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The innocent abroad, in all his folly

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Robert Stone is the author of many books, including the novels "Damascus Gate" and "Bay of Souls." A longer version of this essay will appear as the introduction to a new edition of "The Quiet American," to be published by Penguin Classics in September.

The title of Graham Greene’s 1955 Vietnam novel, “The Quiet American,” as others have pointed out, is a joke. The eponymous character is not quiet. Like all the Americans who appear in its deft, succinct story, Alden Pyle is a prattling fool. Pyle (Greene was good with names and their associations) goes on to illustrate the joke’s unspoken punch line: The only quiet American is a dead American.

It was Greene’s fortune, as a member of the British Empire’s administrative class, to witness the rise of American influence in the world. The sense of imperial mission left him sentimental and proprietary about what we still call today the Third World. Americans had a way of showing up under palm and pine, from the deliciously opium-laced dream streets of the Far East to the heart of London itself, flattening the ambience with their uninflected, irrepressible observations. From the sensitive traveler’s point of view, it was a case of literally not knowing one’s place.

In “The Quiet American” the foolishness of Americans (what more polite Europeans referred to as their lack of background), their over-confiding chatter and Hollywood sensibility, is offered as an insight into the origins of American policy in Asia.

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“One is impressed by Greene’s nostalgia,” wrote Anthony Burgess, “for the Rider Haggard, Conan Doyle, John Buchan hero pursuing the cause of British decency in some fever-ridden outpost.”

If we were to examine “The Quiet American” in the light of Burgess’ remarks, the “fever-ridden outpost” is Saigon before the withdrawal of the French, during the fighting that ended in their stand and defeat at Dien Bien Phu in 1954. Though he denies it, the cause of “decency” is in the shaky hands of the British journalist Thomas Fowler, a drinker and opium smoker living adulterously with Phuong, his Vietnamese mistress.

Despite his weakness for clouding the fallen world around him, Fowler’s perception is his dynamic. He is a conscientious working journalist, his private desperation notwithstanding. He knows his story, and not being unduly attached to his life is ready to put it on the line in that story’s earnest pursuit. Yet, until the events of the novel unfold, he sees himself as outside the battle. Fowler is the narrator, and the only sentient presence, the only multidimensional character in the novel.

The two other principals, Phuong and Pyle, are present as metaphors and as soldiers of the plot, which is lively and Conradian, actually more well made and adroit than in anything by Greene’s master. Phuong has a pretty little head which she fills with proto-tabloid celebrity gossip and interesting facts about the British royals. Childishly, she has transferred her affections to Pyle, the representative of a stronger foreign presence and one able to provide for her more generously.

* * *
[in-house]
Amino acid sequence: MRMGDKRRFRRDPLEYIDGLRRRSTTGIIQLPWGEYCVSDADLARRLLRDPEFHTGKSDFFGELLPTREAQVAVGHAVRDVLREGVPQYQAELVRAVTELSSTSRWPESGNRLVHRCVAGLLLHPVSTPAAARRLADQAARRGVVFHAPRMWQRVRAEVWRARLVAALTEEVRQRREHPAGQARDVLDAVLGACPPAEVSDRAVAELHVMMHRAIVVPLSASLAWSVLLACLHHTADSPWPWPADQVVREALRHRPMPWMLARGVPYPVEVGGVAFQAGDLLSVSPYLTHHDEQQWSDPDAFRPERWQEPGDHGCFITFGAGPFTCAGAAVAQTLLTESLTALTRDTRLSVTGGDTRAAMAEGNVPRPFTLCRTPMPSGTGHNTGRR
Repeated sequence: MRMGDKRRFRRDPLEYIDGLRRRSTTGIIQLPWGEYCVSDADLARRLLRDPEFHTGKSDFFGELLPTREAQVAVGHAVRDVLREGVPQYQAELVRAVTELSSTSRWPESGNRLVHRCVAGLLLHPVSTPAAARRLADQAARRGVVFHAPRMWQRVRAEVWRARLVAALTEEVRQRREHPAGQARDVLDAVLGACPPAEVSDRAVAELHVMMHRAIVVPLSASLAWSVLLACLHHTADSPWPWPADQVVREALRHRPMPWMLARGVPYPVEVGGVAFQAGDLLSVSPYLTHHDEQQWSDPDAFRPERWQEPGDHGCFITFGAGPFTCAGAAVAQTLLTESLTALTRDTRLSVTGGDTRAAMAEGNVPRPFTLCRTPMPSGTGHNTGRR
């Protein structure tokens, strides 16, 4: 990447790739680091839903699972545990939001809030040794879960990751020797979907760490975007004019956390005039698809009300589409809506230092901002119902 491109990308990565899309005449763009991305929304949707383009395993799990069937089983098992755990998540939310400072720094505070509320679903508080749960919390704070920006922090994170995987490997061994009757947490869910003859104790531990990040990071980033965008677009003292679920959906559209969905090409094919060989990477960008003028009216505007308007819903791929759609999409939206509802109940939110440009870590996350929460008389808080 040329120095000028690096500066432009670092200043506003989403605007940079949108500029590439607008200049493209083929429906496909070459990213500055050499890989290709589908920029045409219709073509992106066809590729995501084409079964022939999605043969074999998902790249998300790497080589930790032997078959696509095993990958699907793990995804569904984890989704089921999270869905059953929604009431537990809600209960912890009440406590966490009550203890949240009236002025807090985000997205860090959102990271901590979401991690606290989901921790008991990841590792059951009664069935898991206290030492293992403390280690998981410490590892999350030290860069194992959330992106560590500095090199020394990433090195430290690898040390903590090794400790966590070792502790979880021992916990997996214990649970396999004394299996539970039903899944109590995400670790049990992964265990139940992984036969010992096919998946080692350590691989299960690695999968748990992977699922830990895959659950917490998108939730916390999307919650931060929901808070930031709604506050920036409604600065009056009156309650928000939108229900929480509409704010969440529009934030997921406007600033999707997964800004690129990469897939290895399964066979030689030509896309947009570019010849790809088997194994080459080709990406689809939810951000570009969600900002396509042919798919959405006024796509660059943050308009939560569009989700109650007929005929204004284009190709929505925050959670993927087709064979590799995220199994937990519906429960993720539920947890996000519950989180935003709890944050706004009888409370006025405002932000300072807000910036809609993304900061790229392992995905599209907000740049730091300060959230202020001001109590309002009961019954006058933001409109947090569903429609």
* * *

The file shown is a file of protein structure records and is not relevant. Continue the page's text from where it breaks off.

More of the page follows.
There is less to her than to her conniving sister Miss Hei, who schemes through Phuong to attach the family to a useful foreigner. Hei appears very briefly, but her character and interests are well defined. Phuong is a device; she might be described as the love interest.

Pyle is just one of the novel’s Americans. All of these are innocent, Pyle most of all. To be innocent is to be bumptious and stupid, rude, provincial, inconsiderate; well intentioned but at the same time conscienceless and murderous. Pyle is a CIA agent new to the country, and the third corner of the novel’s triangle. Pyle knows only what he has read, but he has murderous plans or orders to back a Third Force which will be anti-French, anticommunist and pro-American.

If Phuong stands for the eternally complacent East, like the water buffalo who appears on the road to Tan Yin, indifferent to the foreign empire builders who come and go, Pyle, equipped with apparently fatuous books he has read at Harvard, stands for what Greene has chosen to define here as American innocence.

“I never met a man who had better motives for all the trouble he caused,” says Fowler of Pyle.

Since what Greene insistently calls American “innocence” seems to be the absence of any kind of inner life, many of Greene’s American readers, who imagine for themselves a certain interior existence, dislike it. On the other hand, as though to vindicate Greene’s distinctly comic vision, other Americans embrace it, professing to recognize in it a dead-on portrayal of the people they must endure as compatriots day after day. Without question, it rang carillons of recognition and delight in Britain, Europe and Latin America, implying things that many people, not only those on the left, recognized.

Various Americans, irritated at seeing their metaphorical selves, have questioned Pyle’s credibility as an American, the verisimilitude of his character and speech. It is certainly true that while Washington, D.C., was chockablock with Harvard-trained international studies majors, agents who smuggled plastiques into cities in which plastiques abounded would have tended to find their way into the CIA from the military rather than the Harvard Yard.